The Sortino ratio is similar to the Sharpe ratio but focuses on negative volatility in a portfolio. In calculating the standard deviation for the Sortino ratio, only the returns that lie below the mean are used. Therefore, the Sortino ratio gives investors a way to evaluate investment return based on its downside risk only. For example, portfolios with high levels of performance tend to have a higher standard deviation of returns. However, if the returns are +10%, +30%, +15%, and +50%, the high standard deviation of returns is misrepresentative because the volatility has all been to the upside.
The Calmar ratio uses a portfolio’s maximum drawdown to measure its risk and compares it to the compounded annual rate of return. The Calmar ratio typically uses a lookback period and is updated monthly. The lookback period for the Calmar ratio may be a set number of years or, in this example, the life of the backtest. A high Calmar ratio equates to a lower risk of large drawdowns, while a low Calmar ratio indicates a higher risk of a large drawdown.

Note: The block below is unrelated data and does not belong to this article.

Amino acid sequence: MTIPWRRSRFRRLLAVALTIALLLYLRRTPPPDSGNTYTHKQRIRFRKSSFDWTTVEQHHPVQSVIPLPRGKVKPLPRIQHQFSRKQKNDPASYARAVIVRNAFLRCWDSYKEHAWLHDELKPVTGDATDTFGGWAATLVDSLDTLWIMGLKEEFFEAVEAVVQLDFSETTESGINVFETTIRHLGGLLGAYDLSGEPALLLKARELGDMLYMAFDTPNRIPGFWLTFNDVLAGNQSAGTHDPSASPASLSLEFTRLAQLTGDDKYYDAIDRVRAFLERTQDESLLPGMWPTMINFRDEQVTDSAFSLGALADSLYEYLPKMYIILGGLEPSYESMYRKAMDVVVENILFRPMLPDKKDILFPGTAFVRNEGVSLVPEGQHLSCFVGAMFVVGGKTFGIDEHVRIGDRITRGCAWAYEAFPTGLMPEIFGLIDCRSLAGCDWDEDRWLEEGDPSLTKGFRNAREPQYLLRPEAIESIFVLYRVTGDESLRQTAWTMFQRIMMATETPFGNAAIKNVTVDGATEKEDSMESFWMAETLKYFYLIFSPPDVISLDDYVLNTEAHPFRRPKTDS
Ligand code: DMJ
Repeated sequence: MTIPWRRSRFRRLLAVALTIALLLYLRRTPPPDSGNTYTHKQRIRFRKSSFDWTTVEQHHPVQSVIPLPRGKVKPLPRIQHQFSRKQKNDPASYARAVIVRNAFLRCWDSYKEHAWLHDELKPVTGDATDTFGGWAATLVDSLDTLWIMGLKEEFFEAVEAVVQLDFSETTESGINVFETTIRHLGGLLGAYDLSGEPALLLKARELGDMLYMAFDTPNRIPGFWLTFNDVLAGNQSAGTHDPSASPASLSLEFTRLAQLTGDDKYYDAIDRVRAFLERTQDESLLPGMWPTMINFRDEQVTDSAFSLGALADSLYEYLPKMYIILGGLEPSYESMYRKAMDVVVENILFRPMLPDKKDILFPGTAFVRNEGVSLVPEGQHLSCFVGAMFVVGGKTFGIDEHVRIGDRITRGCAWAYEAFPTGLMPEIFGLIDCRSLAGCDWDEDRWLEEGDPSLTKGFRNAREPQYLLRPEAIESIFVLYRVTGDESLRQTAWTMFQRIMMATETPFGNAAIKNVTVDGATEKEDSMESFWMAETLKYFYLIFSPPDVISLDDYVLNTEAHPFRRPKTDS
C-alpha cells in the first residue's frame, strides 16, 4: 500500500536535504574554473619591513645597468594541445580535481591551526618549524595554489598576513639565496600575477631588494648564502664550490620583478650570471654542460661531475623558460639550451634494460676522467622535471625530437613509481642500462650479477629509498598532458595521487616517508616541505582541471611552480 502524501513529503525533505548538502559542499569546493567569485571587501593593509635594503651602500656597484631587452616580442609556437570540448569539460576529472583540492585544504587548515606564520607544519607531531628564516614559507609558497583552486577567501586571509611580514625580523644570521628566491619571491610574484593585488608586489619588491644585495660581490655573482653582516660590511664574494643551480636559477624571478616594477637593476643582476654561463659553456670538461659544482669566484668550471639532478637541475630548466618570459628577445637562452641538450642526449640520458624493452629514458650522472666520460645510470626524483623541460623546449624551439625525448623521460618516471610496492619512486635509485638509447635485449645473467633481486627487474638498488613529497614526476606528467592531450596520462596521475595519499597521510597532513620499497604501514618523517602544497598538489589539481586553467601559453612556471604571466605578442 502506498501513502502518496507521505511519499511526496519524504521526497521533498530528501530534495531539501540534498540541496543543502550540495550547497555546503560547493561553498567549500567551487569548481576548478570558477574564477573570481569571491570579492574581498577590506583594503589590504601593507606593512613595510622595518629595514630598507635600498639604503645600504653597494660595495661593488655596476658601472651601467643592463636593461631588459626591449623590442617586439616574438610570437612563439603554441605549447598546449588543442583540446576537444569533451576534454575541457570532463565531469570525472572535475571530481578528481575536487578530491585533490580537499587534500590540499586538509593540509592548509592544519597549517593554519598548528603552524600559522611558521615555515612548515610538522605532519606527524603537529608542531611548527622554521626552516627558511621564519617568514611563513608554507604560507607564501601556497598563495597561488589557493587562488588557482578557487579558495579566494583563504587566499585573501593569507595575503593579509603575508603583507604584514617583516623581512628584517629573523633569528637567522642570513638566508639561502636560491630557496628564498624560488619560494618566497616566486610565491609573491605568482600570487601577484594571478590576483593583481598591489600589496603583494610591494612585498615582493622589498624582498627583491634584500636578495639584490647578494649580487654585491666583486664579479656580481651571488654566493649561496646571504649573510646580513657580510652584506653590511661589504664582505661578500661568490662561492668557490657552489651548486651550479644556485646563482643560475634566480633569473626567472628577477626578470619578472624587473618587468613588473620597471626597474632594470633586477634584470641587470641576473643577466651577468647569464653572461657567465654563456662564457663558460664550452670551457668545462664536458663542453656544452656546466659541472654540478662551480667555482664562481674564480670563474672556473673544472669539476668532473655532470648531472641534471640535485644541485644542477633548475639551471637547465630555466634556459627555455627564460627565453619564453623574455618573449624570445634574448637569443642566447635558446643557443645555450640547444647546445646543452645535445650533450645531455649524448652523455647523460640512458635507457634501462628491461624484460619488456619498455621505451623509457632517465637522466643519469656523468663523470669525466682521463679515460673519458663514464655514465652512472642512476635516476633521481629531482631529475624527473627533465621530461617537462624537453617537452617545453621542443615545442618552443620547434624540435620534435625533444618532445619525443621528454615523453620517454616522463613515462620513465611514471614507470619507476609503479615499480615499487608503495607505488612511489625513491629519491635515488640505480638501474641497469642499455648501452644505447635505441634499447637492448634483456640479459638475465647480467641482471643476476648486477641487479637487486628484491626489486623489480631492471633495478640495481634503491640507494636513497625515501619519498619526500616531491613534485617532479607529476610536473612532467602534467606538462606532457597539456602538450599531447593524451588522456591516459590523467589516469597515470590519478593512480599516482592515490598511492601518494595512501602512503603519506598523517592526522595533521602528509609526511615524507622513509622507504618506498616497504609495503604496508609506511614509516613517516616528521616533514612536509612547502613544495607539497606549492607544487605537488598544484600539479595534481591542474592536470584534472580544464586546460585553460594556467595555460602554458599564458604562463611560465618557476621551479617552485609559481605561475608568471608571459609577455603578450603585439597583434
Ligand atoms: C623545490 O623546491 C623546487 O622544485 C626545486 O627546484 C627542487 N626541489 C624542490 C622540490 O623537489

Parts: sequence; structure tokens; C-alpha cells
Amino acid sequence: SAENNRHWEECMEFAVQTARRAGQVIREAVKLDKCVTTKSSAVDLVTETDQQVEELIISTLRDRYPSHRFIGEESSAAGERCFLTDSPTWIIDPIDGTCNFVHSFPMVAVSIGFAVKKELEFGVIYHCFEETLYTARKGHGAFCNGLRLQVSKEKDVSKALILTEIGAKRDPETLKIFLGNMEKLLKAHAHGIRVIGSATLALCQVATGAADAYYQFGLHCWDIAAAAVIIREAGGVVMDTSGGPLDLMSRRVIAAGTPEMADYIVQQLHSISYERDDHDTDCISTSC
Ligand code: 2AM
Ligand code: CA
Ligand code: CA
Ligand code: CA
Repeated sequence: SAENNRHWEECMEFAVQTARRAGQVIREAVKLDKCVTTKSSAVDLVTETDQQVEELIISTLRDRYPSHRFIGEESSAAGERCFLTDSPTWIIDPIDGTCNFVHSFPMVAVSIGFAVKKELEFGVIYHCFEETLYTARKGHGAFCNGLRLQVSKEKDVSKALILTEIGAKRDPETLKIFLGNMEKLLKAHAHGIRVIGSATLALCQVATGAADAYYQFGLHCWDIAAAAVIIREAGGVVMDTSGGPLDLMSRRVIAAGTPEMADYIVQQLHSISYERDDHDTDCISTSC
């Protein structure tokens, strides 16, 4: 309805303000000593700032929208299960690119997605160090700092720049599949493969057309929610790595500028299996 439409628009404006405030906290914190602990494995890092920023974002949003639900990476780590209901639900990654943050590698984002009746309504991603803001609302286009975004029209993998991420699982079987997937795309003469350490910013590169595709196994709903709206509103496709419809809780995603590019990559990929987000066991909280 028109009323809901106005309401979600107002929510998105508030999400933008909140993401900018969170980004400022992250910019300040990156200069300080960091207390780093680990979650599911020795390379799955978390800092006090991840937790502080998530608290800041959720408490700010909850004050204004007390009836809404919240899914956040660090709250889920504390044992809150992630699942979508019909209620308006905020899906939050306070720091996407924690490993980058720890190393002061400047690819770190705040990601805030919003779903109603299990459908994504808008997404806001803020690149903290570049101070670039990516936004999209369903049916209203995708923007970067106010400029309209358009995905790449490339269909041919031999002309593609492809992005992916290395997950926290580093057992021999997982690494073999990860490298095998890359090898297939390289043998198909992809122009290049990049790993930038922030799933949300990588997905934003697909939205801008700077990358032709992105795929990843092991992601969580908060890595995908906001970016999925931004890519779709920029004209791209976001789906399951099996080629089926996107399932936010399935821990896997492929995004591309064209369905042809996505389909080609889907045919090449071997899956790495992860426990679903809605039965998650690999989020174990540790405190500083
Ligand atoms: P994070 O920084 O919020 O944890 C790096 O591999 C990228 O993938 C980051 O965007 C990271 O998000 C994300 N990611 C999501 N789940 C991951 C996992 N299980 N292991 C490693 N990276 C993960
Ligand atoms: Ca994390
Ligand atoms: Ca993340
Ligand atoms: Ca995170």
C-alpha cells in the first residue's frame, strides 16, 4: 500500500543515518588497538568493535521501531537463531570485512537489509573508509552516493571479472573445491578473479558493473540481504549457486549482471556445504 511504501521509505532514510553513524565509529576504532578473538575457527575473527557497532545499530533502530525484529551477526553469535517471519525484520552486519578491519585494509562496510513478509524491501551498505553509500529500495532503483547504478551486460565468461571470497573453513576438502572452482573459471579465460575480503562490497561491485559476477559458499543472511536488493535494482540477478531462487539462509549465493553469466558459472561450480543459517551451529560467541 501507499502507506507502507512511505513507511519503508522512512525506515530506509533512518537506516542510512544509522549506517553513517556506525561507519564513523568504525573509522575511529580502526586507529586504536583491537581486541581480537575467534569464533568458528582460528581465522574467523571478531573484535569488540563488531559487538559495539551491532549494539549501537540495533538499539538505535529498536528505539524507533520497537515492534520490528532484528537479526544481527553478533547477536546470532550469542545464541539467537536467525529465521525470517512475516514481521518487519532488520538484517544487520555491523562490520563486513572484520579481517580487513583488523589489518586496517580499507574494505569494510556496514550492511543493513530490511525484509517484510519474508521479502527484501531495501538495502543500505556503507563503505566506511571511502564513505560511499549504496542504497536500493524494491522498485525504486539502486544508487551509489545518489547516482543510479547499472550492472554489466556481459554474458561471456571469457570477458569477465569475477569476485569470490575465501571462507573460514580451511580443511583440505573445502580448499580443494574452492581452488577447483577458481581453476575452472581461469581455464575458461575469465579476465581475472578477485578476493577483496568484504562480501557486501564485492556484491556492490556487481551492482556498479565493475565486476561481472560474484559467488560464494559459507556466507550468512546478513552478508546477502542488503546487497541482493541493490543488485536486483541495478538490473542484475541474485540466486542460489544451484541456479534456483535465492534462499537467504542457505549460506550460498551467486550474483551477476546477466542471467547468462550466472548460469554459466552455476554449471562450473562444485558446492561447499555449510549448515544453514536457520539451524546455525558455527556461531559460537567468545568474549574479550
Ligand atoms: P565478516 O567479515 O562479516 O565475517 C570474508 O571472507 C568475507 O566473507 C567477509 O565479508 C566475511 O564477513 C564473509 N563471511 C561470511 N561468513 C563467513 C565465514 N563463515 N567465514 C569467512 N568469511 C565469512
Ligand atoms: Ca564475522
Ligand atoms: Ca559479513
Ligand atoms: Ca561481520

The max drawdown looks at the peak to trough decline in account value to demonstrate the largest decline--or drawdown--in the account. The max drawdown of a strategy is an important statistic to consider because your tolerance for significant changes in account value may impact your ability to stick with a strategy during a period of sub-optimal performance. If you cannot stomach a 30% drawdown, perhaps you should consider a strategy with less volatility. A 30% drawdown (from $10,000 to $7,000) takes more than a 40% increase to get back to the account’s peak capital level (from $7,000 back to $10,000).
Win/Loss metrics and position averages
Win/loss metrics describe the total number of positions, the number of wins and losses, the largest dollar amount win and loss, and sequences of wins and losses. Positions averages display similar information as the win/loss metrics but on an average basis.
Many traders are comforted by a high win-rate. A win-rate above 50% means more of your trades make money than lose money. However, a high win-rate is not enough for a profitable trading strategy if your losses are significantly larger than your wins.